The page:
The People Behind Your Brand
Personality. Some companies have it, others don’t, but it’s just not the sort of thing you can fake.
Smart businesses develop a personality early on. They find a balance between how their organizations operate and how the people who work there act, then use their personalities to brand themselves.
It’s easy to decide how you want your brand to be viewed. It’s much harder to project your vision and have your personality stick with your audience.
By giving subscribers a behind-the-scenes look at who makes up your company, you can build trust and encourage spending at the same time. Here’s a look at 4 groups of people that can impact a company’s personality.
Employees are the lifeblood of a successful business. They keep things running smoothly and are constantly thinking of new, innovative ways to do things.
If you let them, your employees individual personalities can really shine through in their work.
Take this email from Ann Taylor for example:
Ann Taylor ads don’t normally feature staff members, but for this email, they selected real-life workers to be their brand advocates.
These are the people who live and breathe Ann every day. They know their product, because they create it, sell it and wear it, so who better to feature in a campaign? Plus, it shows that Ann Taylor appreciates their staff, which is always compelling to prospective customers.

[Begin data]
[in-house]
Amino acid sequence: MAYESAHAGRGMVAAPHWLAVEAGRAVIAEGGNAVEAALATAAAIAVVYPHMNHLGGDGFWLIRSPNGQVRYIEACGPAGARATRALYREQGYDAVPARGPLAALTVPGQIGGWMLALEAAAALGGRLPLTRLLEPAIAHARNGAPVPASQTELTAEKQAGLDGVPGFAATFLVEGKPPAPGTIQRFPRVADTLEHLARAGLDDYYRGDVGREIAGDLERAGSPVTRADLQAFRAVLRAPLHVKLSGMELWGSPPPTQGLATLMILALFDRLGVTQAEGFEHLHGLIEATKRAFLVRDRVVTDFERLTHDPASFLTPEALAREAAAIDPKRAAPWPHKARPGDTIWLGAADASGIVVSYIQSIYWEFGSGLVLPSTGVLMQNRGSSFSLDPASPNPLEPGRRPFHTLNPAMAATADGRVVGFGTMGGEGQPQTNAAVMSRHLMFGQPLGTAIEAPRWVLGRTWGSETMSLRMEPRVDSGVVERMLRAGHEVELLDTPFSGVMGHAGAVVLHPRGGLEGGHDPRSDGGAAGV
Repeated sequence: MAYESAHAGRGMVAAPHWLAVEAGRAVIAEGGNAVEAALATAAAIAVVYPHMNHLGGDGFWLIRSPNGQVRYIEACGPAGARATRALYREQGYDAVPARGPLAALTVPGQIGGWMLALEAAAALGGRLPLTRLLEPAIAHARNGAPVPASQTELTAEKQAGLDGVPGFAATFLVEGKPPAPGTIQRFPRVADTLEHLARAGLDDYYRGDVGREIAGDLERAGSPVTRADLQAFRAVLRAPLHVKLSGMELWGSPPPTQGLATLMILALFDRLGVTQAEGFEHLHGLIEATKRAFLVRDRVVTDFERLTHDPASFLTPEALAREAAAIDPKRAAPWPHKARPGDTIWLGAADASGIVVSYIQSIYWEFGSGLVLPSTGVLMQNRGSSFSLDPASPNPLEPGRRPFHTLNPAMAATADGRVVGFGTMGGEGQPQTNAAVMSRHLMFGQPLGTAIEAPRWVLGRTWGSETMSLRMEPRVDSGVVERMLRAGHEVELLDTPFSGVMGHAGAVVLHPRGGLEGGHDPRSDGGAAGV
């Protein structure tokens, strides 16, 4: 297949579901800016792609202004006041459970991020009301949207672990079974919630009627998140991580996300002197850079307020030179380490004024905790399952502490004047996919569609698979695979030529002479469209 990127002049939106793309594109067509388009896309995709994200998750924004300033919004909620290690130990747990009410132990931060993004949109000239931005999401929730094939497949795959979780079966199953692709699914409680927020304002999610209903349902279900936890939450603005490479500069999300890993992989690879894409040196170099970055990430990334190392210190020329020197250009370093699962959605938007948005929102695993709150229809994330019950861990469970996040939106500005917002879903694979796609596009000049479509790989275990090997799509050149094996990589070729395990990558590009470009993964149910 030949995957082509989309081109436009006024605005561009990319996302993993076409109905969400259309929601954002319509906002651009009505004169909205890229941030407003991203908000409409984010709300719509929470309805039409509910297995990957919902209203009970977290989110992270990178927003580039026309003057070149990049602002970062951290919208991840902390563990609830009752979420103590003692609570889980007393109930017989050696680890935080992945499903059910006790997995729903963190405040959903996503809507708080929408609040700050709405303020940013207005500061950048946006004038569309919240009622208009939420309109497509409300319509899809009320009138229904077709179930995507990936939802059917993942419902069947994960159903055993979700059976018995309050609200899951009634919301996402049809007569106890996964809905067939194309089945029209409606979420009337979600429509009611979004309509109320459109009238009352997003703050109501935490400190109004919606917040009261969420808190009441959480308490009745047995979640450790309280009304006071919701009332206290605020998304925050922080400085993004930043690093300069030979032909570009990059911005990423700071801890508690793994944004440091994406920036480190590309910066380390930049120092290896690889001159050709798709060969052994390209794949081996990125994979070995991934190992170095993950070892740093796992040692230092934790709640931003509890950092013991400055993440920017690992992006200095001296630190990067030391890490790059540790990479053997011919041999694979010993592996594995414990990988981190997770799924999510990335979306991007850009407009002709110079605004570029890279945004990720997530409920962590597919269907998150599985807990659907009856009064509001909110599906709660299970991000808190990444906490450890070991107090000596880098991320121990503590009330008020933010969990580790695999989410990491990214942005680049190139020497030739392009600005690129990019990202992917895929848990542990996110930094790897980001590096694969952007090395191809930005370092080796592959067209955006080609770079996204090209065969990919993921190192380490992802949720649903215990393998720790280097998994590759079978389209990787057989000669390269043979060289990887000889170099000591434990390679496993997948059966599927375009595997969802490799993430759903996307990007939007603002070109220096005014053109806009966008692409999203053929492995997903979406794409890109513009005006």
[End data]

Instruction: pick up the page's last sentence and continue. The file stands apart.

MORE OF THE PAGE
Some industries require higher education or formal training. Others become experts based on years and years of experience. If your business has any of these individuals in the ranks, show them off!
MAC Cosmetics regularly features their experts faves in their newsletters:
Including this testimonial gives readers a sense of exclusivity because they are hearing from a senior artist who they would never be able to talk with at their local MAC store.
It also suggests that they use multiple products that they may not have considered purchasing before reading this message.
On the whole, consumers feel comforted by professional opinions. It’s not uncommon for businesses to team up to gain exposure and reach new audiences.
Newport News recently featured Marie Claire Fashion Director, Nina Garcia, in their campaign:
Now you might not be on a first name basis with celebs like Nina Garcia, but there’s no doubt that you have relationships with knowledgeable people in your industry. Use your email newsletter to highlight their accomplishments and give some advice to your readers.
Last, but most importantly not least, are customers. Customers are everything to your business.
They define you because they only buy the things that they want. By knowing what they want, you can mold your brand.
Magazine retailer Spiegel acknowledges their customers in their email campaign:
By including photos of these women in their Spiegel outfits, the brand is showing prospects that their customers are real people. They want women who read this email to think, “if they can wear that outfit, I can too.”
Letting subscribers know who you find to be interesting and influential gives them an idea of who you are as a company.
We would love to hear who you rely on to make your business successful. Share your responses below!